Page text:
Pakistani security analysts believe Islamabad’s warming relations with Iran’s military, as well as security agreements with China could be cause for concern in Washington and Riyadh.
Sources told Al Jazeera that the decision not to send warships to the task force does not mean that ties were severed, saying Pakistan could still resume the partnership with the anti-piracy coalition.
Pakistan remains a member of the Combined Maritime Forces (CMF), the coalition confirmed in a statement.
“It’s a team of nations who work together to enhance maritime security across the Gulf, Indian Ocean, Gulf of Aden, Red Sea to the Suez Canal,” CMF added.
“CTF 151 is currently under Singapore’s command, with staff from New Zealand, Bahrain, Brazil, Brunei, Indonesia, Japan, KSA, Australia, South Korea and the UK.
“CTFs’ constituents change with every change of command. Routinely CTF 151 will have around six to 10 countries participating,” the statement added.
Restricted military ties
The maritime coalition has not commented on why Pakistan left and whether the decision to limit fuel supplies was linked to recent military cuts initiated by Washington.
In August, the Trump administration stopped funding training for Pakistani military officers.
For more than a decade, Pakistani officers’ training has been funded by the US government’s International Military Education and Training Program, which provides money for placements of international military officers at the US National Defense University.
But the relationship between the two allies in the so-called “war on terror” has been strained.
In September, the US military cut $300m in aid to Pakistan, citing its perceived failure to tackle “terrorist groups and militants”.
“Due to a lack of decisive actions in support of the South Asia strategy, the remaining $300m was reprogrammed,” the Pentagon said.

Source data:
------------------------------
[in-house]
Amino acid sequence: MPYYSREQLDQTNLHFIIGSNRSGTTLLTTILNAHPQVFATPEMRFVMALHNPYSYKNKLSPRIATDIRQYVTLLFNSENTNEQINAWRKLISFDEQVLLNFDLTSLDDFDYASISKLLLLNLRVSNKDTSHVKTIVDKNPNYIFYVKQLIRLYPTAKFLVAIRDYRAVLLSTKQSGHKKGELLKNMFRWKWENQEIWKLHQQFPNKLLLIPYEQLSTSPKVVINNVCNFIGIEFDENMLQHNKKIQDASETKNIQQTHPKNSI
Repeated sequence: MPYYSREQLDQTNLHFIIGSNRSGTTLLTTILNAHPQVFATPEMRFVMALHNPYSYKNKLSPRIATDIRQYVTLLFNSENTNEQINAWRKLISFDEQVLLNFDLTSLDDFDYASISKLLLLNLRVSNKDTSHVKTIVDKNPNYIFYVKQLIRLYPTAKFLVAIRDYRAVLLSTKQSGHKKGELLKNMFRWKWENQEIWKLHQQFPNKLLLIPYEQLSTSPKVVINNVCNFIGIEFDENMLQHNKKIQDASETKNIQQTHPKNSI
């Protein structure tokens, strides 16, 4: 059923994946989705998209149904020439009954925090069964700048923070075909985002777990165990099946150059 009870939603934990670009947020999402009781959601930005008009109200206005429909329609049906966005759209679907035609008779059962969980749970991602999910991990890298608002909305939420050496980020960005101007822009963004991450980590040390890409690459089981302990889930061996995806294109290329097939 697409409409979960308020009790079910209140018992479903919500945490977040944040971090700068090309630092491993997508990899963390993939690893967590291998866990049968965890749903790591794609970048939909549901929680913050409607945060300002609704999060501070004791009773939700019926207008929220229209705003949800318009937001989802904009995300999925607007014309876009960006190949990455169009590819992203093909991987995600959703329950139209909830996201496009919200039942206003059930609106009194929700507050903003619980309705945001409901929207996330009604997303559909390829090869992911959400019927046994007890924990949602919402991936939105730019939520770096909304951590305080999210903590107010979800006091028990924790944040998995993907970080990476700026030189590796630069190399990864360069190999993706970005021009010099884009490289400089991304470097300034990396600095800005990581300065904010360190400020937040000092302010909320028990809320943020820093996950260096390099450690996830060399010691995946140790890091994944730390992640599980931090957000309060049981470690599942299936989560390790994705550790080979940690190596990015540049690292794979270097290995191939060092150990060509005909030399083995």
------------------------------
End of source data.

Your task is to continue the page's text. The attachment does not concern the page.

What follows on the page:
This was not the first time Washington has restricted military ties with Pakistan.
In the 1990s, an amendment by US Senator Larry Pressler severed security links with Pakistan because of its nuclear programme.
US officials later admitted that the breakdown in ties was a mistake and helped groups such as the Taliban, al-Qaeda and others to find havens in Pakistan, which was not able to counter evolving armed groups on its own.
Source: HELLENIC SHIPPING NEWS
Sri Lanka rejected on Wednesday US claims that China might establish a forward military base at a strategic port leased to Beijing by the indebted Indian Ocean island nation.
Sri Lanka last year granted a 99-year lease on the Hambantota deep-sea port to Beijing, after it was unable to repay Chinese loans for the $1.4-billion project.
The port, situated along key shipping routes, is one of a string of infrastructure projects in Asia, Africa and Europe being funded under China’s Belt and Road Initiative that has rattled the US and its allies, including neighbouring India.
Last week US Vice-President Mike Pence said Hambantota ‘may soon become a forward military base for China’s growing blue-water navy,’ according to US media.
But Sri Lankan Prime Minister Ranil Wickremesinghe’s office said that there would be no foreign military presence at Hambantota, and that the US State Department had been briefed.
‘Our navy’s Southern Command is being relocated in Hambantota to control port security,’ Wickremesinghe’s office quoted him as saying in Britain on Monday.
Wickremesinghe said Sri Lanka was also concluding a commercial agreement that would see India take over the management of Hambantota airport — another white-elephant project built with Chinese loans under former president Mahinda Rajapakse.
Regional superpower India has been concerned about growing Chinese interest in Sri Lanka, which has traditionally fallen within New Delhi’s sphere of influence.
In August, the US announced it would grant Sri Lanka $3 million to boost maritime security.
At the same time, China has pledged to increase its funding of Sri Lanka’s economy, including through loans, despite the country’s major debt pile.
The International Monetary Fund, which bailed out Sri Lanka in June 2016 with a $1.5 billion staggered loan, has warned Colombo over its heavy liabilities.
Source: Maritime Security Review
Portable surveillance may be the answer.
Deploying drones for maritime security
As the development of drone technology gathers momentum, and gets attention of the global maritime space, Nigeria is expected to join the pace which would help save billions of naira that could have been spent on physical combats.
The technology, according to experts in the sector would turn a new leaf in the history of Nigerian maritime security if fully adopted.
Source: Maritime Security Review